As the Gnome interface becomes about as popular as scurvy, the makers of the system have been looking for someone to blame.
Already top former Gnome Miguel de Icaza leaked a story that Apple was replacing Linux on the desktop, which was dutifully reported by the Tame Apple Press now it appears he is going for the creator of Linux itself, Linus Torvalds.
Writing in his own bog, Miguel de Icaza waded into St Linus claiming that it was his attitude which prevented Linux moving to the desktop.
"Linus, despite being a low-level kernel guy, set the tone for our community years ago when he dismissed binary compatibility for device drivers. The kernel people might have some valid reasons for it, and might have forced the industry to play by their rules, but the Desktop people did not have the power that the kernel people did. But we did keep the attitude," he moaned.
He claimed that it was the kernel people who forced them to write crappy code, because they were changing things too quickly and were doing too much to support the best distributors.
"This killed the ecosystem for third party developers trying to target Linux on the desktop. You would try once, do your best effort to support the "top" distro or if you were feeling generous "the top three" distros. Only to find out that your software no longer worked six months later," de Icaza muttered.
Needless to say Torvalds was not going to put up with that sort of thing. He dashed off an angry missive claiming that he was responsible for Gnome going badly was laughable.
Right the way through the development of the Linux kernel was the rule that you never break any external interfaces. He said that the fact that Linux breaks internal interfaces that are not visible to userland is totally irrelevant, and a total red herring, he snarled.
"I wish the gnome people had understood the real rules inside the kernel. Like "you never break external interfaces" - and "we need to do that to improve things" is not an excuse," Torvalds said.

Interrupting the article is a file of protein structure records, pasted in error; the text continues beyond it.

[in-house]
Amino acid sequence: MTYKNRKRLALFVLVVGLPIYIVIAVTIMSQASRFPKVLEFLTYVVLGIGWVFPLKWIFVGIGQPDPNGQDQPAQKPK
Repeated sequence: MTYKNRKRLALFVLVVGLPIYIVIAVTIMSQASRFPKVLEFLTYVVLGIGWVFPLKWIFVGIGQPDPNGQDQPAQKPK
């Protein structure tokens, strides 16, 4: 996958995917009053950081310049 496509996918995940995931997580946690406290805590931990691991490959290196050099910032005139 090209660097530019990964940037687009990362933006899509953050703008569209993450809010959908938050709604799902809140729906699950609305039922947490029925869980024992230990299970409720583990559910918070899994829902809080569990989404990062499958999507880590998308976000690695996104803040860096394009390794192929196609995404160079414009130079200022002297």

Torvalds said that the reason the Linux kernel has been so successful was the fact that he didn't have a huge vision of where he wanted to force people to go.
While he wanted "unix" he didn't want to enforce any particular world-view outside of that generic pattern.
Gnome however had a "we know better" mentality, and it forced Corba/.NET down your throat whether you like it or not. It was also particularly nasty if people complained saying that they were "against progress, and cannot handle change".
Torvalds said that Gnomes were in total denial about what their problem really is and were blaming everybody except themselves.
De Icaza puffed that his involvement with Gnome stopped about five years ago, so it is unfair to the Gnome guys to attach my position to their project.
But he claimed that the fact that kernel guys ruled Linux did stuff up everything for the rest.
He said that Torvalds had a strong personality, and so do a lot of the people that surround him and like it or not, that influenced the attitudes of people.
"My take is that you are brilliant, clever and funny, and you can also be mean and harsh. Many people tried to imitate you, but they were neither brilliant, clever or funny. They just turn out to be mean and harsh and this attitude spread on the mailing lists," he wrote.
He agreed that when it came to CORBA, both the KDE guys and GNOME had it wrong and the same applied to .NET.